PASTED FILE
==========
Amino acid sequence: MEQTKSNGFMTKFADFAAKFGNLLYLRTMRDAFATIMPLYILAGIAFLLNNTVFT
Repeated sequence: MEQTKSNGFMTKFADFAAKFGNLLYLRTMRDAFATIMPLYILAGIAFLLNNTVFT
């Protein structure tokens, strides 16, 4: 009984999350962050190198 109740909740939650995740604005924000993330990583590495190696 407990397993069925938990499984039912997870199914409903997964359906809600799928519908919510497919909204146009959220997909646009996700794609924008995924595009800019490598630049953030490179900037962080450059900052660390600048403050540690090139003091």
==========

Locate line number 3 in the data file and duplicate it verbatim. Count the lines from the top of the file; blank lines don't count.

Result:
């Protein structure tokens, strides 16, 4: 009984999350962050190198 109740909740939650995740604005924000993330990583590495190696 407990397993069925938990499984039912997870199914409903997964359906809600799928519908919510497919909204146009959220997909646009996700794609924008995924595009800019490598630049953030490179900037962080450059900052660390600048403050540690090139003091």